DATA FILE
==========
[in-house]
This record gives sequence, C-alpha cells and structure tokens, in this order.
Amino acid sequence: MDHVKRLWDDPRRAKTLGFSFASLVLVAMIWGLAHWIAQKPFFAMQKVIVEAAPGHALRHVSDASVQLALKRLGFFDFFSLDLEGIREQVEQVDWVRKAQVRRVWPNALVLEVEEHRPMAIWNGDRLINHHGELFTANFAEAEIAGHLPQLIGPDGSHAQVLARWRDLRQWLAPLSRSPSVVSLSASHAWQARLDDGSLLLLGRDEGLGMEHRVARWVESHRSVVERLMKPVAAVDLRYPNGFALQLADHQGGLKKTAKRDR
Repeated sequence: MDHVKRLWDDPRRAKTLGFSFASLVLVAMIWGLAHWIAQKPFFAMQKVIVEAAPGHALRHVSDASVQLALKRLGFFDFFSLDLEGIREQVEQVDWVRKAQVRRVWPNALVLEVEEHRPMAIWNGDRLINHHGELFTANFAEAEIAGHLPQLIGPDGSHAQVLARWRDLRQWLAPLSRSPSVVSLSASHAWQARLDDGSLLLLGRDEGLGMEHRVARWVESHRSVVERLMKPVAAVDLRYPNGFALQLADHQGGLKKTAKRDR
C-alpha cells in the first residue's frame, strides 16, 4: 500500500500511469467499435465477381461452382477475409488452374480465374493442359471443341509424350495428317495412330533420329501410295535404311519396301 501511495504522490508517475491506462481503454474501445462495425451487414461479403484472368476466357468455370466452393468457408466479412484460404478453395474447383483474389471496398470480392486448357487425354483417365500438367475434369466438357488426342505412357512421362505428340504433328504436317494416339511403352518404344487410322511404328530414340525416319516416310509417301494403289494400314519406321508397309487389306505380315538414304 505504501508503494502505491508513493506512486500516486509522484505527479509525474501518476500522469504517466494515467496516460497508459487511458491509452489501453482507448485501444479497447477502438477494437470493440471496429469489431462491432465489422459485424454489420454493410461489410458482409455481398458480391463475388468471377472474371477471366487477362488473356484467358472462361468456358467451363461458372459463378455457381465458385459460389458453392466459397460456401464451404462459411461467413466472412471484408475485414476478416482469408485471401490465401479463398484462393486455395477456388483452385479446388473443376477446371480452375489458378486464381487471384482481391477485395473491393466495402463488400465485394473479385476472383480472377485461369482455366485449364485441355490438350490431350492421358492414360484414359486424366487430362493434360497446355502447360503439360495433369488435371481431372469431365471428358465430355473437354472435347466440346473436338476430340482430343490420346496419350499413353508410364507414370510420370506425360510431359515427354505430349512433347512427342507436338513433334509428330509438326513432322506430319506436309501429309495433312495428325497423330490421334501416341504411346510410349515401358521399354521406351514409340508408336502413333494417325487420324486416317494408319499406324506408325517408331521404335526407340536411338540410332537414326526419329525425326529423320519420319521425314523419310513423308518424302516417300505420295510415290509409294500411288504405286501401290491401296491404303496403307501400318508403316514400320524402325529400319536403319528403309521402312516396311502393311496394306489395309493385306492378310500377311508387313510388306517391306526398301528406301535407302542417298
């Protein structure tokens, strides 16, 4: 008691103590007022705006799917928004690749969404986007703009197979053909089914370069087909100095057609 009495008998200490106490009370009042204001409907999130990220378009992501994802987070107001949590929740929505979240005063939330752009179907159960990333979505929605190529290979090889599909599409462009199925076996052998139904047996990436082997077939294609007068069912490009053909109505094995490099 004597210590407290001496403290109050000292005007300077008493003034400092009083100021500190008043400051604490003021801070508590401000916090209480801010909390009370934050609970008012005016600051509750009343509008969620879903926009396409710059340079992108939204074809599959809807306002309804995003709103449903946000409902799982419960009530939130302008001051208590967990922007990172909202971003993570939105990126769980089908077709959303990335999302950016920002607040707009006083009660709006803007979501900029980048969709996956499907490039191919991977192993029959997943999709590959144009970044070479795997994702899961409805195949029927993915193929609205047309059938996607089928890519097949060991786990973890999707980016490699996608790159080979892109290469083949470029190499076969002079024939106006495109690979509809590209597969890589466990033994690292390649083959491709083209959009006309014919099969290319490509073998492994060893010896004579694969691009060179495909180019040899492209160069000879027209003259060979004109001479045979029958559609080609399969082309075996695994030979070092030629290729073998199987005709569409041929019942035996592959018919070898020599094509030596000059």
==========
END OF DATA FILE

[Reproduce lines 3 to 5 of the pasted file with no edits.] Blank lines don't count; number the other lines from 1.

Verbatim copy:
Amino acid sequence: MDHVKRLWDDPRRAKTLGFSFASLVLVAMIWGLAHWIAQKPFFAMQKVIVEAAPGHALRHVSDASVQLALKRLGFFDFFSLDLEGIREQVEQVDWVRKAQVRRVWPNALVLEVEEHRPMAIWNGDRLINHHGELFTANFAEAEIAGHLPQLIGPDGSHAQVLARWRDLRQWLAPLSRSPSVVSLSASHAWQARLDDGSLLLLGRDEGLGMEHRVARWVESHRSVVERLMKPVAAVDLRYPNGFALQLADHQGGLKKTAKRDR
Repeated sequence: MDHVKRLWDDPRRAKTLGFSFASLVLVAMIWGLAHWIAQKPFFAMQKVIVEAAPGHALRHVSDASVQLALKRLGFFDFFSLDLEGIREQVEQVDWVRKAQVRRVWPNALVLEVEEHRPMAIWNGDRLINHHGELFTANFAEAEIAGHLPQLIGPDGSHAQVLARWRDLRQWLAPLSRSPSVVSLSASHAWQARLDDGSLLLLGRDEGLGMEHRVARWVESHRSVVERLMKPVAAVDLRYPNGFALQLADHQGGLKKTAKRDR
C-alpha cells in the first residue's frame, strides 16, 4: 500500500500511469467499435465477381461452382477475409488452374480465374493442359471443341509424350495428317495412330533420329501410295535404311519396301 501511495504522490508517475491506462481503454474501445462495425451487414461479403484472368476466357468455370466452393468457408466479412484460404478453395474447383483474389471496398470480392486448357487425354483417365500438367475434369466438357488426342505412357512421362505428340504433328504436317494416339511403352518404344487410322511404328530414340525416319516416310509417301494403289494400314519406321508397309487389306505380315538414304 505504501508503494502505491508513493506512486500516486509522484505527479509525474501518476500522469504517466494515467496516460497508459487511458491509452489501453482507448485501444479497447477502438477494437470493440471496429469489431462491432465489422459485424454489420454493410461489410458482409455481398458480391463475388468471377472474371477471366487477362488473356484467358472462361468456358467451363461458372459463378455457381465458385459460389458453392466459397460456401464451404462459411461467413466472412471484408475485414476478416482469408485471401490465401479463398484462393486455395477456388483452385479446388473443376477446371480452375489458378486464381487471384482481391477485395473491393466495402463488400465485394473479385476472383480472377485461369482455366485449364485441355490438350490431350492421358492414360484414359486424366487430362493434360497446355502447360503439360495433369488435371481431372469431365471428358465430355473437354472435347466440346473436338476430340482430343490420346496419350499413353508410364507414370510420370506425360510431359515427354505430349512433347512427342507436338513433334509428330509438326513432322506430319506436309501429309495433312495428325497423330490421334501416341504411346510410349515401358521399354521406351514409340508408336502413333494417325487420324486416317494408319499406324506408325517408331521404335526407340536411338540410332537414326526419329525425326529423320519420319521425314523419310513423308518424302516417300505420295510415290509409294500411288504405286501401290491401296491404303496403307501400318508403316514400320524402325529400319536403319528403309521402312516396311502393311496394306489395309493385306492378310500377311508387313510388306517391306526398301528406301535407302542417298